With earlier diagnosis and increasingly prompt diagnosis, mortality after diagnosis of neonatal seizures has decreased dramatically from an estimated 33% in the 1990s to around 10% in the 2010s.[43] Underlying cause of the seizure remains the greatest predictor of ongoing seizures and neurologic problems later in life. Controversy remains with the extent of damage the seizures themselves cause. Clinician consensus is that frequent or intractable seizures (status epilepticus) leads to neuronal damage and are associated with later neurodevelopment problems.[44]

Developmental delay, cerebral palsy, and problems with vision and hearing are the most common poor outcomes following neonatal seizures.[43] Severity of impairment ranges greatly and many infants develop normally once the initial seizure cause is treated.

Studies have identified risk factors for poor outcomes after neonatal seizures. Infants that are premature, have hypoxemic ischemic encephalopathy, CNS infection, severe intraventricular hemorrhage, structural central nervous system defect, or severely abnormal EEG tracings tend to do worse than infants with focal strokes, transient metabolic issues (hypoglycemia, hypocalcemia), or clinical seizures without EEG abnormalities.[43] There are many other risk factors for neonatal seizures. "Some of the risk factors that we have detected, such as low Apgar score, need for resuscitation at birth, and perinatal distress, were previously reported[45]”. An apgar score indicates how a baby is immediately after birth. Perinatal distress is when a mother experiences a lot of stress during pregnancy. This shows how serious neonatal seizures really are, and not many people knew that.

Risk of epilepsy later during childhood is a common question asked by parents in the neonatal intensive care unit (NICU). Unfortunately, the answer is rarely clear cut as it depends greatly on the underlying cause. For all infants with neonatal seizures  regardless of cause, the rate of subsequent seizures during childhood is estimated between 10 and 20%.[46] Infants who survive severe global HIE have the highest rate of epilepsy later in life.[43]


It is difficult to determine the incidence of seizures in the neonatal period. Estimations range between 1-5 per 1,000 live births,[37] though the actual rate of seizures during this period may be higher due to a lack of accurate diagnosis of sub-clinical seizure activity without continuous EEG monitoring. The epidemiology moreover varies in high-income countries (HIC) from that in low-income ones (LIC). The incidence is estimated to be 1-3 per 1000 live births in HIC whereas it ranges from 36-90 per live birth in LIC. Acute causes of seizures (hypoxemic ischemic encephalopathy, infection, intracranial hemorrhage, stroke, etc.) are more common than the first episode of neonatal epilepsy syndromes. Watching the EEG monitor and detecting when a seizure occurs can help the preterm infant survive these seizures. "Continuous monitoring and cranial imaging in the setting of neonatal seizures now compromise the standard of care at many centers, and these technologies are being used to guide management, diagnosis, and prognosis[47]". As the monitoring devices for neonatal seizures become more advanced, the closer researchers are to finding how these seizures occur and how they can be stopped.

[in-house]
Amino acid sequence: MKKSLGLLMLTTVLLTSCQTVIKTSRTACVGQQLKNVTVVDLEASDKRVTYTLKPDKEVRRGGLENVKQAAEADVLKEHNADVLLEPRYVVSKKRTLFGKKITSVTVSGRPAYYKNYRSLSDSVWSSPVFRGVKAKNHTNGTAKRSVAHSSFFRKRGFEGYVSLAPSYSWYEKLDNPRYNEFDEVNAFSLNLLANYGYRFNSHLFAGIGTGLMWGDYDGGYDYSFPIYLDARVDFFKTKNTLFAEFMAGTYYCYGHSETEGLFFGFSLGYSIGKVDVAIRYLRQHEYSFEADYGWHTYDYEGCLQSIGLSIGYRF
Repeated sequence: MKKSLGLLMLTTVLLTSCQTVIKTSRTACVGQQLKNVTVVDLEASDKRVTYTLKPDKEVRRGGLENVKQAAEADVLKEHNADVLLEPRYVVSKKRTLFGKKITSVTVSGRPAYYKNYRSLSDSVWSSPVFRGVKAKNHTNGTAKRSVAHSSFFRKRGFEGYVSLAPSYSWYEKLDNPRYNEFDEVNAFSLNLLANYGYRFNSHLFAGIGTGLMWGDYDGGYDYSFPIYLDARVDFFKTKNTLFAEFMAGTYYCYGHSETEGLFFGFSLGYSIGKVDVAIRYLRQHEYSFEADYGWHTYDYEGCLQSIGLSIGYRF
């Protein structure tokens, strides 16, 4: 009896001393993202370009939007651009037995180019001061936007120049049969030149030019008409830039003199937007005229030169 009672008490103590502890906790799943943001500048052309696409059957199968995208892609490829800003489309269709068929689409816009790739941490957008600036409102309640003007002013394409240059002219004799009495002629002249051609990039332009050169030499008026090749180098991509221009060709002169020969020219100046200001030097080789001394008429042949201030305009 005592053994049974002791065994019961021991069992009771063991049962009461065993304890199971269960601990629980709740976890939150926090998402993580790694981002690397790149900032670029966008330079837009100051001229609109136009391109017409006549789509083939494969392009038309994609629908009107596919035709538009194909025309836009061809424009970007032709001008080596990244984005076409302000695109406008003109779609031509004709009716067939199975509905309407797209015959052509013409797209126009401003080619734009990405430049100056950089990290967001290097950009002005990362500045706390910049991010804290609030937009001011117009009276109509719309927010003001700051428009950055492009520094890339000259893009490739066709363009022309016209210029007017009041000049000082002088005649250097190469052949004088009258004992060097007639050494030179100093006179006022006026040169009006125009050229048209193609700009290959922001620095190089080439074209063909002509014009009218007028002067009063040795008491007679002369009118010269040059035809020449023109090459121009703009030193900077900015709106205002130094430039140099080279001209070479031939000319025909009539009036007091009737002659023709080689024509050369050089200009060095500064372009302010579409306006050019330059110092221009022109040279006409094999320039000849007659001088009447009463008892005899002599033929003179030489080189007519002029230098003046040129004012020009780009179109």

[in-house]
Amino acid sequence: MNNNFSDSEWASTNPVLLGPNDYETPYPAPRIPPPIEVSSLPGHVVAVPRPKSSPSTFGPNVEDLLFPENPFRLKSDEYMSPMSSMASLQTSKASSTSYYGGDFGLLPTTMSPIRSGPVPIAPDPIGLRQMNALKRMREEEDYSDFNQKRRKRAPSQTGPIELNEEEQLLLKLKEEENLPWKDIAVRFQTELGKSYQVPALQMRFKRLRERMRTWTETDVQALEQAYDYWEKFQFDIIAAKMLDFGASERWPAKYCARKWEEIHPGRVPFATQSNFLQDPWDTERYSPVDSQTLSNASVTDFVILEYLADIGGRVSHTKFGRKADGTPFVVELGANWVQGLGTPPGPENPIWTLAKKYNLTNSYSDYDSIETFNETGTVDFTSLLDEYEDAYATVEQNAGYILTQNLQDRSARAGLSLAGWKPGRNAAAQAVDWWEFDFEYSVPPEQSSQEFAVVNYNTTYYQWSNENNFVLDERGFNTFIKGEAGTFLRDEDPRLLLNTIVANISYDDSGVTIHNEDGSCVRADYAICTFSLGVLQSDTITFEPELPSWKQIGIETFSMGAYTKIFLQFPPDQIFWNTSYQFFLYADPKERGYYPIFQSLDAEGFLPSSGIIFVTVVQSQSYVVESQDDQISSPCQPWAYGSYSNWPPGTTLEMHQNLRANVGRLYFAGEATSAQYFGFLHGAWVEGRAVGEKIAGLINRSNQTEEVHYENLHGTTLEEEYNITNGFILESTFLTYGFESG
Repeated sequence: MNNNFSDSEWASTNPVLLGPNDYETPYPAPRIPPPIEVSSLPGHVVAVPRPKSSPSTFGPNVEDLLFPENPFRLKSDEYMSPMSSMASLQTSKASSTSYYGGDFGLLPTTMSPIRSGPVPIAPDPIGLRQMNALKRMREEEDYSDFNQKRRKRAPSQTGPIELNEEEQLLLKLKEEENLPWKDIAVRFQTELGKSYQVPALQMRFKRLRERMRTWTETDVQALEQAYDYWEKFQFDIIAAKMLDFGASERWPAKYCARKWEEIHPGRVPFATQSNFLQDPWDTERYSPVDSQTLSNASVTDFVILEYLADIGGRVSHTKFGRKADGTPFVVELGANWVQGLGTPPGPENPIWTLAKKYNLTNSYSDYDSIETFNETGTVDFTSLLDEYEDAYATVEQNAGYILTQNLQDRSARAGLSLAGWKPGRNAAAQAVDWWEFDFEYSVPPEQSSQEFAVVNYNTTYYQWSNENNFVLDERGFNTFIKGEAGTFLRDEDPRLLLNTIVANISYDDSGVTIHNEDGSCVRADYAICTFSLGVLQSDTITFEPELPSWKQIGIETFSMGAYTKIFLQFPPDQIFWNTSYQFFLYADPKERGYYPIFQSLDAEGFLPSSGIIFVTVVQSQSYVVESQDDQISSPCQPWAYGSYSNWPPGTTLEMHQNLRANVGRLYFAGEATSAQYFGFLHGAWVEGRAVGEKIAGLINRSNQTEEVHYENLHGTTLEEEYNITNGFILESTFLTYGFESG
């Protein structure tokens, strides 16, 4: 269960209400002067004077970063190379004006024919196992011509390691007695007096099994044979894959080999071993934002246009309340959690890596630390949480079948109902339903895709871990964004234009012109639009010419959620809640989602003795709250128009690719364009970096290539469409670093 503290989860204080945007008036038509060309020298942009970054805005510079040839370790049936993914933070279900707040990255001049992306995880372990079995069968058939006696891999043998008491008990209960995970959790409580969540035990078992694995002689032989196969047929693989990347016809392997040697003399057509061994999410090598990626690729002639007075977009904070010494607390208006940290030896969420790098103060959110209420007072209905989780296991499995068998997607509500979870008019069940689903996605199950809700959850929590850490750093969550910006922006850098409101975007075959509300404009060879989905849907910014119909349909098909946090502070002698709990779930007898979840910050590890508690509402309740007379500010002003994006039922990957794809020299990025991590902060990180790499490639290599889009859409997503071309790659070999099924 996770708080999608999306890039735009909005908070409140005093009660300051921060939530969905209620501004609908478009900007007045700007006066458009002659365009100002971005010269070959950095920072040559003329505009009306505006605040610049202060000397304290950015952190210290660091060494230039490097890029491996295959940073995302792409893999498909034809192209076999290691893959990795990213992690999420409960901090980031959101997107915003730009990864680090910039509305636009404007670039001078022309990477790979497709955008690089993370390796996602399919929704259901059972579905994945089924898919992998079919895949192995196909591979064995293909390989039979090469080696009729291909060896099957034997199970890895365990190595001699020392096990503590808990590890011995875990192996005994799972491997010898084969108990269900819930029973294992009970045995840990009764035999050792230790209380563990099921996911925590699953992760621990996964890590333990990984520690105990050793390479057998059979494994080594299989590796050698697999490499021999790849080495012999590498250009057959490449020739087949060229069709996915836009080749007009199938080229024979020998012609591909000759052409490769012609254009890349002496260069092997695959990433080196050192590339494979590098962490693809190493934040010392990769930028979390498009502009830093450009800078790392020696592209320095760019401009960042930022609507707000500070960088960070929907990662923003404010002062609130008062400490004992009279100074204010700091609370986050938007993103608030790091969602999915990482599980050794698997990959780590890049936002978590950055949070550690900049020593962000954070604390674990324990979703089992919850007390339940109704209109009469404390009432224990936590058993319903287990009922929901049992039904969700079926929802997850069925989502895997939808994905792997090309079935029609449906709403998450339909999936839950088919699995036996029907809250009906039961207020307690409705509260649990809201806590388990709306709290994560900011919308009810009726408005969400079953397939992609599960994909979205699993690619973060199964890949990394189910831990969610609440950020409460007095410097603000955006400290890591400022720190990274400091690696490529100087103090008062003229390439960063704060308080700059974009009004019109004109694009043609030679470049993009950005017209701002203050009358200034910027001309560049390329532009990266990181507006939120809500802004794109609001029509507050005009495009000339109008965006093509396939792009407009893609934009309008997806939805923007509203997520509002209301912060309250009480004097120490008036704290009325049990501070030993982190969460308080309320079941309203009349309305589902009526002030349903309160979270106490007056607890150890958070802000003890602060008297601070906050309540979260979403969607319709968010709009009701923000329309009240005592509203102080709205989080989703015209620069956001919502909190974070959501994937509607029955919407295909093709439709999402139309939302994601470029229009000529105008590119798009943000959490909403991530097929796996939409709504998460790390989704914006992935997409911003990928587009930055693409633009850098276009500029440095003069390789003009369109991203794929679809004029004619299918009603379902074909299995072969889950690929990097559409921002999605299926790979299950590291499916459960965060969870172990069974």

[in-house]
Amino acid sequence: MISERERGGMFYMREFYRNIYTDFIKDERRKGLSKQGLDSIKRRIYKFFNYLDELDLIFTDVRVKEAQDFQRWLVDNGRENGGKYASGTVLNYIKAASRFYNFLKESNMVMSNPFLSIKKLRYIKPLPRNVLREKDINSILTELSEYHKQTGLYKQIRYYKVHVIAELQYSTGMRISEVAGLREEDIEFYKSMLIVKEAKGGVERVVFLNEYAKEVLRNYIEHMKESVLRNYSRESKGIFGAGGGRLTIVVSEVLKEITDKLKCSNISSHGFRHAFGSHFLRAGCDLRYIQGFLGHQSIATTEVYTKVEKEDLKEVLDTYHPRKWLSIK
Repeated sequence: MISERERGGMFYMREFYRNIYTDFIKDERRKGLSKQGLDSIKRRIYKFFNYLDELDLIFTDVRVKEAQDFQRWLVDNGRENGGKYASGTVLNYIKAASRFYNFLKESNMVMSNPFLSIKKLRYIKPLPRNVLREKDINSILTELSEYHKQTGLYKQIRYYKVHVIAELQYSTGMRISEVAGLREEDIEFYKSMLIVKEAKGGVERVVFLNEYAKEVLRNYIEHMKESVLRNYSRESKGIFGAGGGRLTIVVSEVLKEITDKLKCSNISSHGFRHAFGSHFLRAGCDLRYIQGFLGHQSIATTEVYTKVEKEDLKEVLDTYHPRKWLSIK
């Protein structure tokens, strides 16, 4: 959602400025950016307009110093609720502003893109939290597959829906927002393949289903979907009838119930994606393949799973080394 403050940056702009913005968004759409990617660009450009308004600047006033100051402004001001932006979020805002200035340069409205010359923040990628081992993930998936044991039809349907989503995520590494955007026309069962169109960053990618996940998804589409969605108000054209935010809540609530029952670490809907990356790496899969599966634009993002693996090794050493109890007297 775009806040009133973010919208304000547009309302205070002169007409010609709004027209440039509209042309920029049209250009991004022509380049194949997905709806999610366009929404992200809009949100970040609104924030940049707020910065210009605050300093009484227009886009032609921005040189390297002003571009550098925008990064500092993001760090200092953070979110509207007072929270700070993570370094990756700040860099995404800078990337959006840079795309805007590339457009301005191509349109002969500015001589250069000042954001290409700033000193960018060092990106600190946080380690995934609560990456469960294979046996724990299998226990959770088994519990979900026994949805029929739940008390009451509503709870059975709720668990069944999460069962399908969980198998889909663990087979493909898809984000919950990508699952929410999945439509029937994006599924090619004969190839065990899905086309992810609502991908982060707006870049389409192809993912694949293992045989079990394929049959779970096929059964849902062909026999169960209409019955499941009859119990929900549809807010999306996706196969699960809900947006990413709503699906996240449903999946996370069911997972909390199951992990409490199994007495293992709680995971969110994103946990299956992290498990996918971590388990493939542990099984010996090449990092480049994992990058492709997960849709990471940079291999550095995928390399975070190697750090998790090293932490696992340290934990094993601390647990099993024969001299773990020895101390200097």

Seizures occur during the neonatal period at a higher rate than in any other period of life. Seizures in the developing brain are more common than in a mature brain for several reasons. First, the developing brain is hyperexcitable due to excess in excitatory glutaminergic neurons and immaturity of inhibitory gamma-amino butyric acid (GABA) neurons. Preterm infants are at especially high risk for seizures for this reason.[43]

The incidence of seizures is more common in the neonatal stage than in other stages of life.[48] Neonatal seizures are comparatively rare and affect 1 or 3.5 in 1000 infants born.[49] They are the most frequent neurological problem in the nursery that is associated with greater risks of morbidity and mortality,[50][51] often requiring evaluation and treatment in a neonatal intensive care unit. Better care delivered in neonatal care units, with improved healthcare facilities, has decreased the mortality rate associated with these seizures. However, the long-term morbidity rate remains approximately the same.[52] The increased risk of neonatal seizures may be attributed to risks related to delivery, gestation, post-natal period, and physiological factors.

Research directions

Since interpretation of continuous EEG monitoring requires a trained neurologist, automated interpretation software has been proposed. Algorithms and machine learning have been studied, however logistical and mathematic challenges remain.

See also